UK landlords seize the reins on commercial rent arrears

The ground-breaking Covid Commercial Rent Arrears arbitration scheme imposed a moratorium on landlord’s enforcement action for ringfenced arrears until 23 September 2022. Tenants have not, on the whole utilised the scheme. As the end-date looms closer and there are no whispers of an extension (unsurprising in the wake of the reshufflings at Downing Street… there are likely one or two items further up their current agenda!), debt enforcement action is on the rise and we are seeing an upturn in landlords and developers considering all of the options open to them to protect income streams in their investments.

In this blog, we highlight two recent cases which will only serve to bolster landlords considering action against defaulting tenants for Covid-19 period arrears.

Landlord secures summary judgment for £141,000 of rent arrears from former tenant and guarantor, dismissing claims that the assignee tenant’s court sanctioned restructuring plan varied the lease or released their liability

Oceanfill Ltd v Nuffield Health Wellbeing Ltd & Cannons Group Limited

This case concerned a gym in Leeds, originally let to Nuffield Health and later assigned to Virgin Active. Nuffield and their guarantor, Cannon, guaranteed Virgin Active’s performance of the lease covenants in the Licence to Assign.

In 2021, the High Court approved a part 26A restructuring plan for Virgin Active under the Companies Act 2006. The effect for the landlord, Oceanfill, was that all past, present and future payments which Virgin Active were obliged to make under the lease were compromised. Oceanfill received a lump sum under the restructuring plan, but it fell (very) short, so it issued proceedings against Nuffield and Cannon for the shortfall.

The defendants argued that the restructuring plan had varied the lease so that payments had not fallen due to invoke their obligation to pay under the term of the Licence. In the alternative, they argued that the restructuring plan operated as a variation of the lease and as they had not consented to any variations, it had released their obligations in the Licence.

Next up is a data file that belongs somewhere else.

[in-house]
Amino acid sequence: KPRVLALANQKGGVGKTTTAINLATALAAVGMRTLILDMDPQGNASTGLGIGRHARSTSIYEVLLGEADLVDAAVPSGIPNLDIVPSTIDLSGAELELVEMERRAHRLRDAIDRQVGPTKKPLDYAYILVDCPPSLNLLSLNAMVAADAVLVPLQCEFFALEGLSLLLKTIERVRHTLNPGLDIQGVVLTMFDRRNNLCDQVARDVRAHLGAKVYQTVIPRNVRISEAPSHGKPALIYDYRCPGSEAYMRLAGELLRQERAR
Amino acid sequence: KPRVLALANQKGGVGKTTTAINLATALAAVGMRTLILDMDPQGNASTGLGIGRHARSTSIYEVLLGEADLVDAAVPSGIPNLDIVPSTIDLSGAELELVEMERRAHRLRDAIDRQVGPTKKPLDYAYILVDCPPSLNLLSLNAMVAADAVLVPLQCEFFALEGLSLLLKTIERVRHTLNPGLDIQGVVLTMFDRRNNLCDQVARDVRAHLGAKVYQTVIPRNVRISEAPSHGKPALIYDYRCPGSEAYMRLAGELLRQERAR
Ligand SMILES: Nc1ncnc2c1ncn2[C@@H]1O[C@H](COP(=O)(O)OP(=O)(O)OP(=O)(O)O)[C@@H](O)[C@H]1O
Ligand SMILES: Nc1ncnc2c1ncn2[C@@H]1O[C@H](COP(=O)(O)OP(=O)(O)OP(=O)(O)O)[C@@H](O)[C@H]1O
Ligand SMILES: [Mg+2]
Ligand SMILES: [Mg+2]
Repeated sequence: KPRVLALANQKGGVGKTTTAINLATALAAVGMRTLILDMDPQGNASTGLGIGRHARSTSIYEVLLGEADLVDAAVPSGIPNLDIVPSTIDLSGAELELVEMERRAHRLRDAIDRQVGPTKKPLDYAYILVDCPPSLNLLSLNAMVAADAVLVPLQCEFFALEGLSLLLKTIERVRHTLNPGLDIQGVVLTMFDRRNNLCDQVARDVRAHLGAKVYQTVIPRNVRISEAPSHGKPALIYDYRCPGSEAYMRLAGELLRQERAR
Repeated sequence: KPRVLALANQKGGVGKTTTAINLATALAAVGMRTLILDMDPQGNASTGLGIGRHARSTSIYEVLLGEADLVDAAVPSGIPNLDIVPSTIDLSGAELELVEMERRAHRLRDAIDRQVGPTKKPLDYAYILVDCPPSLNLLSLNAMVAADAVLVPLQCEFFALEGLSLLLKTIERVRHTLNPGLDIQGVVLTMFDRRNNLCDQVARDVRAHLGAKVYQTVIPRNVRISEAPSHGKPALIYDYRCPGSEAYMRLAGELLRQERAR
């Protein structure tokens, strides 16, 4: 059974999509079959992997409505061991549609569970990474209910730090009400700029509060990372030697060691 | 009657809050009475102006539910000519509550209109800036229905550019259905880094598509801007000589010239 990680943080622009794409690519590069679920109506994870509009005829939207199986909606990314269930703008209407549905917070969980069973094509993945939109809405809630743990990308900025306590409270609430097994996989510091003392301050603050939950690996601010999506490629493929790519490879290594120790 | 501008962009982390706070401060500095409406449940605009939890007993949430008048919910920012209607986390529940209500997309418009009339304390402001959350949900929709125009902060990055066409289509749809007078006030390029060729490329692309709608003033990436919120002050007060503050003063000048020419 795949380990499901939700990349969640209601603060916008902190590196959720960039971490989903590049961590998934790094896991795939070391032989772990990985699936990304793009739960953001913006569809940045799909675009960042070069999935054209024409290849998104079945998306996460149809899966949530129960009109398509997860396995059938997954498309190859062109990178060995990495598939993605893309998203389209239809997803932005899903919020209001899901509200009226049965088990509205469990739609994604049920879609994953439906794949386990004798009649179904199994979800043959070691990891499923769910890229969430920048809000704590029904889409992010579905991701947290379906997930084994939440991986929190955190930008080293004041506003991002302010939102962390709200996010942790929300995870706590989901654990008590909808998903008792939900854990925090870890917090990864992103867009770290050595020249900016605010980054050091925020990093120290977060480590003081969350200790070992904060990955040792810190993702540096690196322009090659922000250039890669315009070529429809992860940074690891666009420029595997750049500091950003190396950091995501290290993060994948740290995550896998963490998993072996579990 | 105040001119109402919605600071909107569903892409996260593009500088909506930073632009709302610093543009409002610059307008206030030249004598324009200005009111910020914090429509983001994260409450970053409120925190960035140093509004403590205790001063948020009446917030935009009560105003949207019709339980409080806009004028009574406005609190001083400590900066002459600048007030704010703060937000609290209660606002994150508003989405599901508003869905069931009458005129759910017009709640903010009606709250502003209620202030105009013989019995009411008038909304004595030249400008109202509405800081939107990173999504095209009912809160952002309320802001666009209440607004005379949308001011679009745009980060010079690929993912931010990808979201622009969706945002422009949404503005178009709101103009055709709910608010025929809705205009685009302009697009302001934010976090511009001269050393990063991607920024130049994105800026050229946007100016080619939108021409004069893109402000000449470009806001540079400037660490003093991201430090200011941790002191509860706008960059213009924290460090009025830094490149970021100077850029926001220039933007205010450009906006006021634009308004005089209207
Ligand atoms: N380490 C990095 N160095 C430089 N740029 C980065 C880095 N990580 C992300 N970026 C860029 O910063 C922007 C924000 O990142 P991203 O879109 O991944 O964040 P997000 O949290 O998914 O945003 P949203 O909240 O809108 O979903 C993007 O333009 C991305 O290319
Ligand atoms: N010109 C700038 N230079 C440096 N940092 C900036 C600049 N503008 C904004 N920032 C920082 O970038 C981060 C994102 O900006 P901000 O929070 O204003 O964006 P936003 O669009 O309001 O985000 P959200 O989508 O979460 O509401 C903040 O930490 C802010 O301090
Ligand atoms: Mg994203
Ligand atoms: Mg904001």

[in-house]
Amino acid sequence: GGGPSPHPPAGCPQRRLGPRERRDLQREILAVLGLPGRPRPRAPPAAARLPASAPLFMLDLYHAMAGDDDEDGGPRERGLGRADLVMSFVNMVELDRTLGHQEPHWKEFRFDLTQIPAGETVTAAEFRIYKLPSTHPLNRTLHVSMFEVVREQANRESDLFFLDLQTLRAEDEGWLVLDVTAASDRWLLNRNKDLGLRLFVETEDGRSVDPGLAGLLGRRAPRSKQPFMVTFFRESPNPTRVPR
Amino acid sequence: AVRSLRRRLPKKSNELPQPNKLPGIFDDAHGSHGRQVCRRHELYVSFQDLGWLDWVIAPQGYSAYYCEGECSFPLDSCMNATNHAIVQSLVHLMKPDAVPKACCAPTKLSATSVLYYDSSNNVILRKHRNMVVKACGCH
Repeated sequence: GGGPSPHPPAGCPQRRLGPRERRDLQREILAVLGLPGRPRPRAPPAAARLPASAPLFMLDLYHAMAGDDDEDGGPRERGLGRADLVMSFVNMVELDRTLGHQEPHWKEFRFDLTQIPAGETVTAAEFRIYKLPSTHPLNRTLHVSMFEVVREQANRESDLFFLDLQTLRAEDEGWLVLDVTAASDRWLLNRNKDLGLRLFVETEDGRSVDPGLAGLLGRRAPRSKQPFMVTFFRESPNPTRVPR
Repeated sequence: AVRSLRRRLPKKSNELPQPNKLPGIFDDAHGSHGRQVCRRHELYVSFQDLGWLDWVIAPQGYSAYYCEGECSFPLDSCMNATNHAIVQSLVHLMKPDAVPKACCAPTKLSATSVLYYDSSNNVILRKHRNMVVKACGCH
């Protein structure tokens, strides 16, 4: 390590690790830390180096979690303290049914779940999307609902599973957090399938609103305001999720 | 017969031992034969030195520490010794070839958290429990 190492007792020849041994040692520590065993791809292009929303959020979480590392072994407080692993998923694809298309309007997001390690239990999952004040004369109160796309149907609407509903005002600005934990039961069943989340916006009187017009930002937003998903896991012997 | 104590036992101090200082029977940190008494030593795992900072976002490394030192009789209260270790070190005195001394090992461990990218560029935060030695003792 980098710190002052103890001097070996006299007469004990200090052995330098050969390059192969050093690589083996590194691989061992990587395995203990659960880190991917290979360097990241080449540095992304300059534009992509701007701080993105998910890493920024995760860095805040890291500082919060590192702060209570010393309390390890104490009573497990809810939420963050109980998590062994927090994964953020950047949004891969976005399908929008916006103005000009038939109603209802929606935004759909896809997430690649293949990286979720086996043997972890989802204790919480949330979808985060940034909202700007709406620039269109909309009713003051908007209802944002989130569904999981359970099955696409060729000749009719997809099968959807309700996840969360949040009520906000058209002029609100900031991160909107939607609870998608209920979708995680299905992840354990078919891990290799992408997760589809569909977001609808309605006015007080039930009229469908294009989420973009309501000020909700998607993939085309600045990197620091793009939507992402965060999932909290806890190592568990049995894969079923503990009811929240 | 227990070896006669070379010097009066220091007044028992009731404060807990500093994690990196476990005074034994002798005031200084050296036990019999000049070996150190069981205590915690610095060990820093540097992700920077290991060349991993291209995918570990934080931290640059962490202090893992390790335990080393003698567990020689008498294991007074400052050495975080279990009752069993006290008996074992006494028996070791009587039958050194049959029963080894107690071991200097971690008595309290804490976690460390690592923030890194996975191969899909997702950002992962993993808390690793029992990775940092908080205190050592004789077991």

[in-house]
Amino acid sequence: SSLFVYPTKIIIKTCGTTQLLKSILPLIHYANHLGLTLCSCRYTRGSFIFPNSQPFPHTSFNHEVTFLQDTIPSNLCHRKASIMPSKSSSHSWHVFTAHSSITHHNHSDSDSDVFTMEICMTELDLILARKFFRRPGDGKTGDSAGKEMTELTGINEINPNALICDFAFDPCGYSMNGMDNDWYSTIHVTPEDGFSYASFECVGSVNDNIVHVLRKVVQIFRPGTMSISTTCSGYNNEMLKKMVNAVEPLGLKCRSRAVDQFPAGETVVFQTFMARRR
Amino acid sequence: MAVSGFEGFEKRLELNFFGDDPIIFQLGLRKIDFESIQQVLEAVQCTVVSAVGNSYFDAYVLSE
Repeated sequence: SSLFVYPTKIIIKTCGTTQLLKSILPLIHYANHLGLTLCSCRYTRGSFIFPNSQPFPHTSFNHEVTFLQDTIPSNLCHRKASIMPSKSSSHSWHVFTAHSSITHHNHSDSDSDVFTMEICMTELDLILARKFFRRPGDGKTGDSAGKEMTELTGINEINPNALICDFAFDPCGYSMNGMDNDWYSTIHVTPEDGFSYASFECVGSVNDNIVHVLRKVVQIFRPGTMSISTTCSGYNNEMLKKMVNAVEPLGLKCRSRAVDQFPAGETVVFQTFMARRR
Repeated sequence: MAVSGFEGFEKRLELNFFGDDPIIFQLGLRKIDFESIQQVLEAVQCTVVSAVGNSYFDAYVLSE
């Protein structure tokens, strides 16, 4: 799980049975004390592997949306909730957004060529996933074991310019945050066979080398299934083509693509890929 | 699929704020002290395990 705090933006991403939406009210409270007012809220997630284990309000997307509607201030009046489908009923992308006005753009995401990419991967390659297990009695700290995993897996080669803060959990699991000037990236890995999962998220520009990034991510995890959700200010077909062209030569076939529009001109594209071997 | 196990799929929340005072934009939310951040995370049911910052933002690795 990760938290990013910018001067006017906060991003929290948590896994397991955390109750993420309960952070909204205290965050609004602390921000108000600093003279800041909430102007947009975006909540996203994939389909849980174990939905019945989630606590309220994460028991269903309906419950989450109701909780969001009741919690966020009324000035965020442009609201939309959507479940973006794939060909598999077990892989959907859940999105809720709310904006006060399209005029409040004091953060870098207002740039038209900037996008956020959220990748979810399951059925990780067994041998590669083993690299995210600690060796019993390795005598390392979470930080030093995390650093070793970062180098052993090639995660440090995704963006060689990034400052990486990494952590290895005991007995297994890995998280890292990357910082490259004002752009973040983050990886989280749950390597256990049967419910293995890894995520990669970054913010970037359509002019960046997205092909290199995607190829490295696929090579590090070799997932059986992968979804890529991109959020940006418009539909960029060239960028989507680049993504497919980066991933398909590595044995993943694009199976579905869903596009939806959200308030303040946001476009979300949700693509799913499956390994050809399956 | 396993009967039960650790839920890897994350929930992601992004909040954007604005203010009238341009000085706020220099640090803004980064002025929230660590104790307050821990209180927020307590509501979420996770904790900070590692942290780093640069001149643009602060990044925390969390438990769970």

Both defences failed. Whilst the restructuring plan released the tenant’s liability, it did not vary the terms of the lease. The Licence was clearly drafted that a release would not arise on a variation of the lease but could only be given under seal (ie in a formal deed of release).

Court of Appeal dismisses “Covid defences” based on implied terms and failure of basis

Bank of New York Mellon (International) Ltd v Cine-UK Ltd; London Trocadero (2015) LLP v Picturehouse Cinemas Ltd and others

Avid readers of our blog will recall our previous posts on these cases. The High Court acknowledged that for certain periods it was unlawful to operate the premises as a cinema due to Covid-19 restrictions, and at other times it was uneconomic to do so. But there was no real prospect of the tenants establishing that terms should be implied to the effect that the payment obligations under the leases were suspended during those periods. Nor was there any real prospect of establishing that there had, in the circumstances, been a “failure of basis“. As such, the tenants could not avoid paying rent for the affected period. However, the tenants appealed, leaving uncertainty for landlords with similar cases.

The Court of Appeal has now dismissed appeals against the grant of summary judgment to commercial landlords for payment of accrued rent in two cases where the relevant premises (in each case operated as cinemas) had to be closed for extended periods due to Covid restrictions.

Click here for our full article analysing these cases (previously published on our Litigation Notes blog).